Main Difference Between Depletion MOSFET and Enhancement MOSFET
MOSFET is an acronym for Metal Oxide Semiconductor Field Effect Transistor. It is a type of FET (Field Effect Transistor) that has an insulated metal oxide layer between its gate and channel. On the contrary, JFETs gate is connected with its channel. The plus point of the insulated gate is its superior speed and performance with very little leakage current.
Now MOSFET is classified into two types depletion type MOSFET “D-MOSFET” and Enhancement type MOSFET “E-MOSFET. Both of these MOSFET’s are widely used in electronics, integrated and embedded circuits.
The MOSFET has 4 terminals Drain, Gate, Source and Body. However, the body terminal is always connected with the source terminal. Therefore, we are left with only three terminals. The MOSFET conducts current between the source and drain. The path for current between the source and drain is called a channel. The width of this channel is controlled by the voltage at the gate terminal.
Before going into the differences between D-MOSFET & E-MOSFET, we are going to little bit discuss their basics first.
D-MOSFET “Depletion MOSFET”
Depletion MOSFET or D-MOSFET is a type of MOSFET where the channel is constructed during the process of manufacturing. Therefore, the D-MOSFET can conduct between its drain and gate when the VGS = 0 volts. Therefore, D-MOSFET is also known as normally ON transistor.
If Gate and source is connected in forward bias and the VGS is increased, more majority carriers will get induced in the channel and its width will increase. It will result in increasing the current flow between drain and source.
If the gate is connected in reverse bias and voltage is decreased beyond 0v, the channel width will decrease as well as the current will decrease. Decreasing the channel width will deplete the channel of the charge carriers until the channel width becomes zero and it vanishes. At this point, the D-MOSFET stops conduction and this VGS voltage is called VTh threshold voltage.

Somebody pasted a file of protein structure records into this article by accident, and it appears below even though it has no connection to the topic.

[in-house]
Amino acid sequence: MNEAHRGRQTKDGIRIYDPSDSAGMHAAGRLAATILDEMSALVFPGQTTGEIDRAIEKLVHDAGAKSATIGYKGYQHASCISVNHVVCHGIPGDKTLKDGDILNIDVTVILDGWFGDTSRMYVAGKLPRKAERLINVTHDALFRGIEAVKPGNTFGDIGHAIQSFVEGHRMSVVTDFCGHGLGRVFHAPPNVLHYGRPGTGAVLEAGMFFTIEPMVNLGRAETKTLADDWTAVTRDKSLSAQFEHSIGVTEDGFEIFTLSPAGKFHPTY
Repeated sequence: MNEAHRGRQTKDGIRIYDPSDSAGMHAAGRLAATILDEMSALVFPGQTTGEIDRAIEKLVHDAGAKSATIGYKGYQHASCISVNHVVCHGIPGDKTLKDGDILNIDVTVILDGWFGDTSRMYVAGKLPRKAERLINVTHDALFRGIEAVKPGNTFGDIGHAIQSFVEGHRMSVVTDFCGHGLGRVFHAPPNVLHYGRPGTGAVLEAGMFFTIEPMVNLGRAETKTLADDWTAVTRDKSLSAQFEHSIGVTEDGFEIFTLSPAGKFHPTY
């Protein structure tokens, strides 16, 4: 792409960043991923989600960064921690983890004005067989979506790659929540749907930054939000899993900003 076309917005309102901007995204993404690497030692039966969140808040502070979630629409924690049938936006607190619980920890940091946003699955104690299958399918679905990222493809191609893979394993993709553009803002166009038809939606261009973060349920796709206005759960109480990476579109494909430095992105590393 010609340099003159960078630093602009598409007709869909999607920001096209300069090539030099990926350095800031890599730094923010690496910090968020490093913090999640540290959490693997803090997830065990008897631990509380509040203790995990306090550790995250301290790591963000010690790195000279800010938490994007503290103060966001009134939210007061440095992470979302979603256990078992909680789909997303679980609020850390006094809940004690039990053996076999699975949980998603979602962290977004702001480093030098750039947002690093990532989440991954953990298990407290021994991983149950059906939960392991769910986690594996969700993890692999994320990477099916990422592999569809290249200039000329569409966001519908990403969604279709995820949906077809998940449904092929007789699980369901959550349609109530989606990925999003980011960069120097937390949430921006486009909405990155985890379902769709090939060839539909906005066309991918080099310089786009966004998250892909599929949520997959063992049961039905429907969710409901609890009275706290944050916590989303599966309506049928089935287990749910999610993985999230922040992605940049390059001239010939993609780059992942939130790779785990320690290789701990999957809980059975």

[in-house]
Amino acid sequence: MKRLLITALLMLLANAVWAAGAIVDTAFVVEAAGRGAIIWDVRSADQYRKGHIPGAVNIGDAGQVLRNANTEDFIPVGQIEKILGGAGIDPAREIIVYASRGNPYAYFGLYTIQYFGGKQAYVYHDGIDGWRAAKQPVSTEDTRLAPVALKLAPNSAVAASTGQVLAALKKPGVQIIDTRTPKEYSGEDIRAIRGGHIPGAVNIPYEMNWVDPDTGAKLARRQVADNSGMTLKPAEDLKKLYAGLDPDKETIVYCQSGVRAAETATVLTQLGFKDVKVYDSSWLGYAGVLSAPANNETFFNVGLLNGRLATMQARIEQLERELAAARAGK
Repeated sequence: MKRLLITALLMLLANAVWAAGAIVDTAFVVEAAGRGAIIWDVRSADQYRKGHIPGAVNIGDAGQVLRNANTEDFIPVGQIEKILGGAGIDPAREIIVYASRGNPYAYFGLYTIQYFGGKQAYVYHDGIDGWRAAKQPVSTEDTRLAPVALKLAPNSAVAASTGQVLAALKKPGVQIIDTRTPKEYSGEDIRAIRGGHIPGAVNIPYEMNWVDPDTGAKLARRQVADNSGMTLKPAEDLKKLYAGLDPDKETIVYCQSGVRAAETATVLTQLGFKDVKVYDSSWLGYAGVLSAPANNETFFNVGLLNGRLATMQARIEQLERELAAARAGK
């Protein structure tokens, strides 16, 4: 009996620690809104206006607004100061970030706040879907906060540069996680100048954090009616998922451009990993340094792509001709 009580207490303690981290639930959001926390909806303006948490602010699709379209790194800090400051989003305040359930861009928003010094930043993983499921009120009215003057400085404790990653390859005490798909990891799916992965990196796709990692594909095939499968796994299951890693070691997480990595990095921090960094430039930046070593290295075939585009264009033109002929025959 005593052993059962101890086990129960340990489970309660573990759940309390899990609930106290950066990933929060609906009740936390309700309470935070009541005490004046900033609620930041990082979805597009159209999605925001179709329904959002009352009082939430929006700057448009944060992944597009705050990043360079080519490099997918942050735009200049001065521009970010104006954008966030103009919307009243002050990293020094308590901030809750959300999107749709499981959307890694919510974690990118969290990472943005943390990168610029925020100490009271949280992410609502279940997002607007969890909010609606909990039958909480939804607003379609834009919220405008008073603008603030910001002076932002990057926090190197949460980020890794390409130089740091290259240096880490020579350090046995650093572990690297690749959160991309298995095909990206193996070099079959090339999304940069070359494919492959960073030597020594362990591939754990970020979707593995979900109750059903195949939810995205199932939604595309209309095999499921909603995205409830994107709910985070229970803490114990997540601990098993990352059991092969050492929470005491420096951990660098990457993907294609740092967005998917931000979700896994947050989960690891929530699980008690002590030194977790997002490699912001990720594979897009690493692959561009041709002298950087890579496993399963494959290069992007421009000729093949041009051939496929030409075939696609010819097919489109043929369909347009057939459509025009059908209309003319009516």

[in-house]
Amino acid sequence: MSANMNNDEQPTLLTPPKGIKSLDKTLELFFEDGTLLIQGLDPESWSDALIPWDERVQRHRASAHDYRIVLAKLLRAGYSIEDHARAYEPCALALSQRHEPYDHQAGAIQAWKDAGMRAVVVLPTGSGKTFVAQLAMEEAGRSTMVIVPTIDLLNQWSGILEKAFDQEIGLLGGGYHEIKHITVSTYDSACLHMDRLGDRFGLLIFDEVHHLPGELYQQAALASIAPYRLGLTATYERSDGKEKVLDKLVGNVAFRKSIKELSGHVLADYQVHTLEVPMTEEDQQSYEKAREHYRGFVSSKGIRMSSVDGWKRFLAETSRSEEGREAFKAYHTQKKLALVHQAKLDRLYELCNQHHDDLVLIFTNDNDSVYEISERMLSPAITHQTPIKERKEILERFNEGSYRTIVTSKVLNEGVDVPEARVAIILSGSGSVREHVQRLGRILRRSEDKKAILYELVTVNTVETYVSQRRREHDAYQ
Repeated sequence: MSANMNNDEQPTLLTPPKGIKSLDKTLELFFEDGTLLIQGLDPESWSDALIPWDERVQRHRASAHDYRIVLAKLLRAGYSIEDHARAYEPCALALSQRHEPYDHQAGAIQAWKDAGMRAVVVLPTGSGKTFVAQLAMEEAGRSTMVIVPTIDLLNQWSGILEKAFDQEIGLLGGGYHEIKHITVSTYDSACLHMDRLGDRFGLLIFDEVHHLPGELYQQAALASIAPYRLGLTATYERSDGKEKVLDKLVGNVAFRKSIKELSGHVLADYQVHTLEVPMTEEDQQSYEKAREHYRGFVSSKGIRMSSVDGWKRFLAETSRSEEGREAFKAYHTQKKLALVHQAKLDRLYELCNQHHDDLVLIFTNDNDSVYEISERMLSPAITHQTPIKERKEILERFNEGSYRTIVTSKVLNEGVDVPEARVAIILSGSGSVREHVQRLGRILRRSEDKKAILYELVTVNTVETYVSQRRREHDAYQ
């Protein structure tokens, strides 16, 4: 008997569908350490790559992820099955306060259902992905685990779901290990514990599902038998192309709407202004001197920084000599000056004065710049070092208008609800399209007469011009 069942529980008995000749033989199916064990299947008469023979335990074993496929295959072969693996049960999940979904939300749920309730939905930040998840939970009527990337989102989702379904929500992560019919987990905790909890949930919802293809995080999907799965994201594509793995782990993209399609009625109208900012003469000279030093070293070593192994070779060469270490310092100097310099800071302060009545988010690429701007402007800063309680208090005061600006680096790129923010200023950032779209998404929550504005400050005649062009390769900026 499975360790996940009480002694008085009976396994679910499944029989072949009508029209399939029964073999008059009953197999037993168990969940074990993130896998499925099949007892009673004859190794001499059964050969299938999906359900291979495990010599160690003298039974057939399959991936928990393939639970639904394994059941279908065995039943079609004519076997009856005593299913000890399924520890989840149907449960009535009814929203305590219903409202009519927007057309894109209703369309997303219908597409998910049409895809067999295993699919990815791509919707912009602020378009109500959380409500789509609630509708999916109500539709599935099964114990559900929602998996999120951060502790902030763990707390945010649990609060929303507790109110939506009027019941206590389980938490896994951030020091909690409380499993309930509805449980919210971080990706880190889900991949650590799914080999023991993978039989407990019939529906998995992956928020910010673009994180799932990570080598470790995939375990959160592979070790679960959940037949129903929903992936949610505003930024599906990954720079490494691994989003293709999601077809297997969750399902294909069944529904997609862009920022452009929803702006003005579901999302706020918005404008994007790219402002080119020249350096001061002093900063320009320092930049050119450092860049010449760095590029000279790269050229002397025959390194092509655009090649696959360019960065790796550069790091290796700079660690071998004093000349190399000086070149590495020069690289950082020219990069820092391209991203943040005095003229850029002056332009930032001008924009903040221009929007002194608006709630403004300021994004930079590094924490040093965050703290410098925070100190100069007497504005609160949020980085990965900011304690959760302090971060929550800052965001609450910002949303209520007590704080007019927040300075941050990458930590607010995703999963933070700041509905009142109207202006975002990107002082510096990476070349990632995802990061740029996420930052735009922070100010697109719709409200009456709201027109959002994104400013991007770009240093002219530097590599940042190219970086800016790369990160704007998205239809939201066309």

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In N-channel D-MOSFET, the source, drain and channel are made during the manufacturing from N-type material upon a P-substrate. The channel contains electrons as charge carriers. There is a metal oxide insulating layer between the gate electrode and the channel or P-substrate.
When the gate is connected in reverse bias i.e. negative voltage is applied, the holes from the P-substrate will attract towards the gate depleting it of the electrons and reduce the channel size. At a certain –Vth, the MOSFET will stop conduction. Therefore, N-channel D-MOSFET has a negative threshold voltage
In P-channel D-MOSFET, The source, drain, and channel is made up of P-type material upon an N-type substrate. P-channel has holes as the charge carrier. Therefore, to reduce the channel width or to attract electrons from the N-substrate, P-channel MOSFET is applied with positive gate voltage VGS. This positive voltage attracts the electrons from the substrate to deplete the channel of holes, thus eliminating the channel as well as the current flow. Therefore, the P-channel D-MOSFET has a positive threshold voltage.